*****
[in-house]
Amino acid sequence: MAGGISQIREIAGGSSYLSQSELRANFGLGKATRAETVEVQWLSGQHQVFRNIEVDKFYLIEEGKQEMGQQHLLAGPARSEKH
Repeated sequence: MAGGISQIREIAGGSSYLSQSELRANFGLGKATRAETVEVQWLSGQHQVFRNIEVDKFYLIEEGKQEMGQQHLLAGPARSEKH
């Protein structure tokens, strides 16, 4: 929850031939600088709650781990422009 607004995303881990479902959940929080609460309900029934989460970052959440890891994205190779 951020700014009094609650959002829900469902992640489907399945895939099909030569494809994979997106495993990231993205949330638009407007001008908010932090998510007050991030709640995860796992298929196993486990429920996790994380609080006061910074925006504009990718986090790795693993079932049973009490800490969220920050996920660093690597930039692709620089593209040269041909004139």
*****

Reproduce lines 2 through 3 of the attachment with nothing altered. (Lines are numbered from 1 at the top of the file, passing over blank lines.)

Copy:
Amino acid sequence: MAGGISQIREIAGGSSYLSQSELRANFGLGKATRAETVEVQWLSGQHQVFRNIEVDKFYLIEEGKQEMGQQHLLAGPARSEKH
Repeated sequence: MAGGISQIREIAGGSSYLSQSELRANFGLGKATRAETVEVQWLSGQHQVFRNIEVDKFYLIEEGKQEMGQQHLLAGPARSEKH